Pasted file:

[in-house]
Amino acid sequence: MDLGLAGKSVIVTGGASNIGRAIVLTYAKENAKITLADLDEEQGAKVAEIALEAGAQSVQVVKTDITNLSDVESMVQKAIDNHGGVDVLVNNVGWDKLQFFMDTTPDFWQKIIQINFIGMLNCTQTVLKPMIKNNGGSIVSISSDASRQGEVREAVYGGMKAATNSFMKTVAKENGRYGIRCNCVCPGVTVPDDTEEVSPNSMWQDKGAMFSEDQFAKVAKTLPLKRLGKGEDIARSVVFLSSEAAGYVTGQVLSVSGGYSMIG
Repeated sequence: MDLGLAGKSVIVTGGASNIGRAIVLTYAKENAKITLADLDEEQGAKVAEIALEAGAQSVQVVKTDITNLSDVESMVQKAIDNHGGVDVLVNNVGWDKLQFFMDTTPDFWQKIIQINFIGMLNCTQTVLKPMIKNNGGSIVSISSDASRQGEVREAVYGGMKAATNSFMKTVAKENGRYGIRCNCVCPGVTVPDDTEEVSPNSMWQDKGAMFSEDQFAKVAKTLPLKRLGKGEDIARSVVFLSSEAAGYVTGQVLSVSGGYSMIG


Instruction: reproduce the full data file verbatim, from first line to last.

[in-house]
Amino acid sequence: MDLGLAGKSVIVTGGASNIGRAIVLTYAKENAKITLADLDEEQGAKVAEIALEAGAQSVQVVKTDITNLSDVESMVQKAIDNHGGVDVLVNNVGWDKLQFFMDTTPDFWQKIIQINFIGMLNCTQTVLKPMIKNNGGSIVSISSDASRQGEVREAVYGGMKAATNSFMKTVAKENGRYGIRCNCVCPGVTVPDDTEEVSPNSMWQDKGAMFSEDQFAKVAKTLPLKRLGKGEDIARSVVFLSSEAAGYVTGQVLSVSGGYSMIG
Repeated sequence: MDLGLAGKSVIVTGGASNIGRAIVLTYAKENAKITLADLDEEQGAKVAEIALEAGAQSVQVVKTDITNLSDVESMVQKAIDNHGGVDVLVNNVGWDKLQFFMDTTPDFWQKIIQINFIGMLNCTQTVLKPMIKNNGGSIVSISSDASRQGEVREAVYGGMKAATNSFMKTVAKENGRYGIRCNCVCPGVTVPDDTEEVSPNSMWQDKGAMFSEDQFAKVAKTLPLKRLGKGEDIARSVVFLSSEAAGYVTGQVLSVSGGYSMIG